January 17, 1796|
|Died||April 12, 1886(aged 90)|
|Resting place||St. Johnsbury, Vermont|
|Known for||Fairbanks Scales|
|Spouse(s)||Lucy Peck Barker (1798-1866)|
Thaddeus Fairbanks (January 17, 1796 – April 12, 1886) was an American inventor. He was an inventor of heating and cook stoves, cast iron plows, and other items. His greatest success was the invention and manufacture of the platform scale, which allowed the weighing of large objects accurately.
Fairbanks was born in Brimfield, Massachusetts, on January 17, 1796. In 1815 he moved to St. Johnsbury, Vermont, and set up a wheelwright's shop above his father's gristmill. In 1820 he married Lucy Peck Barker. In 1824 he built an iron foundry and his brother Erastus joined him to establish "E. and T. Fairbanks", a partnership to manufacture heating stoves, cast iron plows, and farm implements.
In 1830 Fairbanks and Erastus became interested in the raising and processing of hemp. Fairbanks, being mechanically minded, made and patented a hemp and flax dressing machine at this time. He became the manager of the St. Johnsbury Hemp Company. He also built a set of scales that would measure large loads of hemp accurately, as there were no sure scales at the time that would do this. Upon the success of building these scales his brothers recommended that he make and sell these as town scales. Fairbanks obtained an agent to attempt this and remarked,
|“||While sitting up watching for the time to call him, the principle upon which we now build our scales suddenly came into my mind. I told the agent that he must wait a few days until I could make plans and patterns in accordance with my new discovery, and said to my wife that I had just discovered a principle that would be worth more than a thousand dollars.||”|
Fairbanks' most famous invention then became the platform scale for weighing heavy objects. These are commonly known as the Fairbanks Scales, for which he patented a design in 1830. Before this time, accurate weighing of objects required hanging them from a balancing beam; as a result, particularly heavy or ungainly objects could not be weighed accurately. A platform scale, if large enough, could weigh an entire wagon. In 1834 Fairbanks and his brothers formed "E. and T. Fairbanks and Company" to manufacture and sell these platform scales.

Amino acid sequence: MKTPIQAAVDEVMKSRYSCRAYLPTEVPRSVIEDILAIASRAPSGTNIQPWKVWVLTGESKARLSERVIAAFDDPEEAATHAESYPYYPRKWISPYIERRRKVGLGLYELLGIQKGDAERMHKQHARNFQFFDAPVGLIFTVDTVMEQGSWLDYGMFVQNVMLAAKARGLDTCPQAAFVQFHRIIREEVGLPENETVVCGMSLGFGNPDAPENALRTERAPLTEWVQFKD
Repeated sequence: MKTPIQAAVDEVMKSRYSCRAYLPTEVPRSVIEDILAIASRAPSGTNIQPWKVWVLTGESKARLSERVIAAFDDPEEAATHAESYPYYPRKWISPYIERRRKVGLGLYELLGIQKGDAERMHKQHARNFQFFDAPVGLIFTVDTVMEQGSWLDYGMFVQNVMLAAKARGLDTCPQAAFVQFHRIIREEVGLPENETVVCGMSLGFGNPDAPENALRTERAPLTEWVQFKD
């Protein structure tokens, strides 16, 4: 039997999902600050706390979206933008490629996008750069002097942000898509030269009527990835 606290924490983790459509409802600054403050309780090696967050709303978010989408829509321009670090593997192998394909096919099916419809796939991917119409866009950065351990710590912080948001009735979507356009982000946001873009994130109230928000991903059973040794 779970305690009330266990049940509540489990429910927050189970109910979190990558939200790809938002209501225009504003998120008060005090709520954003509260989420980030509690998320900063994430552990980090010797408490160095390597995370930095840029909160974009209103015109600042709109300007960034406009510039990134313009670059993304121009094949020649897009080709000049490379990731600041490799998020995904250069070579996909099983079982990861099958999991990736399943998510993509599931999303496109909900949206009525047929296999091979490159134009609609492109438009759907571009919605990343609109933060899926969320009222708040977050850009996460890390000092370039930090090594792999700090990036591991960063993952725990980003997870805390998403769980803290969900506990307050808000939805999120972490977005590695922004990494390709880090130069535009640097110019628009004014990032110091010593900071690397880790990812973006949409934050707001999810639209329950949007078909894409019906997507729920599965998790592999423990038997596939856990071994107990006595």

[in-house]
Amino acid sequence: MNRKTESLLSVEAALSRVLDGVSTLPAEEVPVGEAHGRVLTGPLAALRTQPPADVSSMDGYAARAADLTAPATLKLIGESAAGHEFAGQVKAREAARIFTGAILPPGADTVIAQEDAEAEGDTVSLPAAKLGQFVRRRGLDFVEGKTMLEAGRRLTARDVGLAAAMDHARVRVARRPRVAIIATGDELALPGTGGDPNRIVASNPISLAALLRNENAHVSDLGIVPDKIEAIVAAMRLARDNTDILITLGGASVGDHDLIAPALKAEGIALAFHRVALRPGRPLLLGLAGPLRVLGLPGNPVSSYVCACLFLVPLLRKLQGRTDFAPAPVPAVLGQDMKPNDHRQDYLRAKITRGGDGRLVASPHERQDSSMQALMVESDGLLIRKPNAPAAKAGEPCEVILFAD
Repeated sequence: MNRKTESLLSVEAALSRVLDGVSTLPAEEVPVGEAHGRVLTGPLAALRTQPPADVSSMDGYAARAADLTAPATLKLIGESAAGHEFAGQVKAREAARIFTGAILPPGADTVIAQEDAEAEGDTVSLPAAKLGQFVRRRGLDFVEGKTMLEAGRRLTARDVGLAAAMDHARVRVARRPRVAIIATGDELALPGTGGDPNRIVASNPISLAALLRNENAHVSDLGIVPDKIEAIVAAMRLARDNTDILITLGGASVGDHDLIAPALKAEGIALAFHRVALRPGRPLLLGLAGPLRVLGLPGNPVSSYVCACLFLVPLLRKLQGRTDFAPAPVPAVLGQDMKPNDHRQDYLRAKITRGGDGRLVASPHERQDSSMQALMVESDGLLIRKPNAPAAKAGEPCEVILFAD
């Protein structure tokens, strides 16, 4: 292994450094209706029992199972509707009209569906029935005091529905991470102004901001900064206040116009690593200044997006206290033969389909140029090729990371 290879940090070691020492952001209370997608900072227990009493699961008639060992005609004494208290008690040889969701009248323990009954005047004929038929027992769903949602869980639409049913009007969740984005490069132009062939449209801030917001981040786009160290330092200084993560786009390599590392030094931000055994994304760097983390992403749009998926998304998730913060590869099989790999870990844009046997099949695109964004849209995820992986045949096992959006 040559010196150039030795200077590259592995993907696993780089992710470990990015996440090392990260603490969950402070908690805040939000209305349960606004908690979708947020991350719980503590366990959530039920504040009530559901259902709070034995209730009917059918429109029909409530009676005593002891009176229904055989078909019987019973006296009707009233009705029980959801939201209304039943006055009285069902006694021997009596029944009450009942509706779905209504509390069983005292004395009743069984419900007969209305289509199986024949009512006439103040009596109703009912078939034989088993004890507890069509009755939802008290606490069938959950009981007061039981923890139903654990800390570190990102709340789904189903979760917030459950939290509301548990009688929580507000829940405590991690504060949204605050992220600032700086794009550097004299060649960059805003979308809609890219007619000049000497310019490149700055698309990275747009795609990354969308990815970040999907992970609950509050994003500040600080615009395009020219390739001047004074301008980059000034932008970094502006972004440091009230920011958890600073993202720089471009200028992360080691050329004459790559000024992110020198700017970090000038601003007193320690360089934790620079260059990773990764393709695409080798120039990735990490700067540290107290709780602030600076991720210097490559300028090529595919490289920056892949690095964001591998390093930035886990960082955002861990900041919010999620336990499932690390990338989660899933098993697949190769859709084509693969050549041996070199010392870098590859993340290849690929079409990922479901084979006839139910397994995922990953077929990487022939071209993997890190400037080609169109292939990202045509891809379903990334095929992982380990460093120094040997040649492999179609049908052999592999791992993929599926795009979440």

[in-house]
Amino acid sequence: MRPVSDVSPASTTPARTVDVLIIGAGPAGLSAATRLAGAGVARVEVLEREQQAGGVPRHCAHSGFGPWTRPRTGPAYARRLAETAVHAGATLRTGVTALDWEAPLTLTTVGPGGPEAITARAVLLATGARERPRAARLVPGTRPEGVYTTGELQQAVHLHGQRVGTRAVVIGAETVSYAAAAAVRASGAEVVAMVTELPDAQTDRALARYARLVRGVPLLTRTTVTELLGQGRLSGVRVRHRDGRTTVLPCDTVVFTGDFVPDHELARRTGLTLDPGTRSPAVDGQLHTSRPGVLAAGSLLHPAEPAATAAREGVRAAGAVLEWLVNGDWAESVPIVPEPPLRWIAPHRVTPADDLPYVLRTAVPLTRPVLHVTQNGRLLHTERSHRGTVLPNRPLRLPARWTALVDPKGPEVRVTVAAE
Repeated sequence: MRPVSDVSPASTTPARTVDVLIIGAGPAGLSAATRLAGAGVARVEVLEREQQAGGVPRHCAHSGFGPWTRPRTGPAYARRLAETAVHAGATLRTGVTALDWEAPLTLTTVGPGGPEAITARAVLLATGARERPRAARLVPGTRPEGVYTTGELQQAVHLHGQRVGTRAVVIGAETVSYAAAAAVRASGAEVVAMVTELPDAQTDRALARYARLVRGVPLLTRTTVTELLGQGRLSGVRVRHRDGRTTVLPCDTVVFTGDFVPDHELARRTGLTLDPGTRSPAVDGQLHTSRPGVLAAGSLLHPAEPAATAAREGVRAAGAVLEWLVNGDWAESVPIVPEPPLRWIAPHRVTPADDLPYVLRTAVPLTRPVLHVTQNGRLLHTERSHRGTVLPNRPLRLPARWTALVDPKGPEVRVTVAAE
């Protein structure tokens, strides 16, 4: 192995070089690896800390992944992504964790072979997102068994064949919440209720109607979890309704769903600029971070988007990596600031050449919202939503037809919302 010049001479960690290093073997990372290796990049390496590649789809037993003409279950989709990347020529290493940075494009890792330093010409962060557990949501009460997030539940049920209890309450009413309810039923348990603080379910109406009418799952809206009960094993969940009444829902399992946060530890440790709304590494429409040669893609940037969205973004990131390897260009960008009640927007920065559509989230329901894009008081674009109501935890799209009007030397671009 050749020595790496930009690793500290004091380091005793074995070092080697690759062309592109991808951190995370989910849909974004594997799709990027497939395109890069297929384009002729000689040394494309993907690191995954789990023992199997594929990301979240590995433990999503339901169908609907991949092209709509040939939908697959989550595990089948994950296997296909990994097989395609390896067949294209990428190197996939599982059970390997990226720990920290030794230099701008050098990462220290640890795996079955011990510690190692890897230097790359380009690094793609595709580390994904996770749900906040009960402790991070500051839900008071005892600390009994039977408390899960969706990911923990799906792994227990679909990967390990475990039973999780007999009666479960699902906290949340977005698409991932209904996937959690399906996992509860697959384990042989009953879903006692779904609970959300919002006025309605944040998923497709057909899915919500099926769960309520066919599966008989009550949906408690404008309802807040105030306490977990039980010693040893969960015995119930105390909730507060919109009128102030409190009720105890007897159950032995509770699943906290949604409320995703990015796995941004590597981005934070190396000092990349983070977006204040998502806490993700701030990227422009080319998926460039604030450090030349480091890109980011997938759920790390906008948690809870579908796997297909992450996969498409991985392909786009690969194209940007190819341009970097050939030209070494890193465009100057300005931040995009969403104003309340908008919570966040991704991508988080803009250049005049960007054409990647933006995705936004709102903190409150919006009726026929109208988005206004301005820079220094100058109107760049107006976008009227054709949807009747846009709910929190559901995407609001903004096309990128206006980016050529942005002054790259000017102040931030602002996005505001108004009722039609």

These scales were well known in the United States and around the world. The company doubled in volume every three years from 1842 to 1857. There was a temporary slow down during the American Civil War, however the business took off again after the war. Their partnership was incorporated in 1874 into a firm known as "Fairbanks Scale Company" and sold on a large scale.
These platform scales revolutionized weighing methods of large loads that has been in use ever since. Portable platform scales are found in almost every hardware store, physician's office, and manufacturing factory throughout the United States. The first railway track platform scale patent was granted to Fairbanks on January 13, 1857, as Patent No. 16,381. In 1916 the company was purchased by Fairbanks, Morse and Company. Ownership of the company has since changed several times, but Fairbanks Scales continue to be made in St. Johnsbury to this day.
Fairbanks received 43 patents in his lifetime with the last one at the age 91. He died on April 12, 1886, and is buried at St. Johnsbury, Vermont, at the Mt. Pleasant Cemetery.
In 1826 Fairbanks received a patent on a cast iron plow and a refrigerator. In 1830 he received his patent on the platform scale known as the Fairbanks Scales. In 1842 Fairbanks founded St. Johnsbury Academy with his brother Erastus. He also founded the St. Johnsbury Athenaeum, St. Johnsbury Rotary Planetarium, and the Fairbanks Museum.
A painting of Thaddeus Fairbanks can be seen in the lobby of Colby Hall at St. Johnsbury Academy.
Very large Fairbanks scale
- "Vermont Historical Society Library — Fairbanks Papers, 1815–1889, Doc 1–5, Doc 95". Retrieved 2008-11-07.
- Duffy, p. 119
- Ullery, Men of Vermont: Illustrated Biographical History of Vermonters & Sons of Vermont. Brattleboro: Transcript Publishing Company, 1894, pp 129–133.
- Ingham, p. 360